In the pale wash of the cracked window, his clipped hair shone almost white. He’d changed since he and Lonan had been bathed together and scolded together—he was built like a swordswoman’s son now. His mother’s spitting image.
The flutist stood at the railing of the ship, playing a cheery jig over it all. The song died when Lonan skidded to the water’s edge. He looked Lonan up and down.
The pirates still in the street—excluding the man who’d taken the swords, with the blacksmith and the Rune-reader dead at his feet—bristled towards the newcomers. One of them seized Lonan by the upper arms and hauled him against the wall with everyone else.
Everyone had abandoned the street by the time Lonan returned to it. Doors still hung open. All the people were turned out of their houses, and continents of pottery shards were scattered outside Serafina Fiamma. There was no fire this time, no scorched feathers.
A thin lump protruded from beneath a glued sheet over the book’s inside cover. Feeling his nails around the edges, Cyprus peeled the paper away from the leather.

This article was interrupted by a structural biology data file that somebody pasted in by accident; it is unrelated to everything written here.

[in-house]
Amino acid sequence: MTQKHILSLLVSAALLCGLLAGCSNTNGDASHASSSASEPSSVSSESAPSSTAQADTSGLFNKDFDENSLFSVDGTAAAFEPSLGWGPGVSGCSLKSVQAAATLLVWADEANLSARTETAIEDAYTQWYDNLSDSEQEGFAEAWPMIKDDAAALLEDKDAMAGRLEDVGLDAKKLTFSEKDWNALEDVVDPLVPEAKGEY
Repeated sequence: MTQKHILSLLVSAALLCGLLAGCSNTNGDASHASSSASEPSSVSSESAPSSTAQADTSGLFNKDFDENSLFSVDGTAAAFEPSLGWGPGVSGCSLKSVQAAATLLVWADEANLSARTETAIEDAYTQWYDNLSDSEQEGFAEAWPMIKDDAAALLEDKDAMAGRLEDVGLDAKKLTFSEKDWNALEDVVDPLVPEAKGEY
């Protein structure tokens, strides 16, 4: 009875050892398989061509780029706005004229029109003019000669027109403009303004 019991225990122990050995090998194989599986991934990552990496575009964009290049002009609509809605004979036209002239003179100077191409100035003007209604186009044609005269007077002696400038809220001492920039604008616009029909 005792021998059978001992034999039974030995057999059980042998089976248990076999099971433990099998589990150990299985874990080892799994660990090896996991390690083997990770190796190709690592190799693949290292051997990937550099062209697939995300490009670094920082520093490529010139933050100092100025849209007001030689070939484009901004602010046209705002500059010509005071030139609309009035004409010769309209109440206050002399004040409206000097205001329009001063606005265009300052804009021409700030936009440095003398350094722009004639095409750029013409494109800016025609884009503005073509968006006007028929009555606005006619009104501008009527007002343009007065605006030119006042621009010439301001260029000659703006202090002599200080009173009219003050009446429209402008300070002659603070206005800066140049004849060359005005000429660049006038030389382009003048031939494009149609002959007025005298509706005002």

A solitary auburn-haired figure pored over amber shards split open on a table stacked with maps. With a heavy needle, they chipped at the crinkled legs of spiders and wasps trapped inside. The two seagull feathers sat next to an aged sextant on the maps.
She was slim like a leaf and painted in a dark stain, highlighted by white-grained wood underneath. The lateen sails were cleanly secured, and her prow dipped gently over each pull of the tide.
A young man crouched over the embers, stirring them with a stick. His black curls were pulled back in wet strands and a raven skull leered on the shoulder of his tatty greatcoat, spewing its own feathers.
The Porfirio family record was massive and unevenly bound together, several different papers and diaries all fit into one tome. It gave the impression a hard shake might send everything flying out onto the floor. The cover was decorated with the Porfirio name and golden scrawl, much newer than most of the pages.
The runners bolted at the signal. Their feet pounded the rock, all Serafina’s teenagers galloping through the crevasses. Jeanie with the leg she’d broken summers ago lagged, but her torch was the first to find kindling. The long fronds of a fescue patch ignited.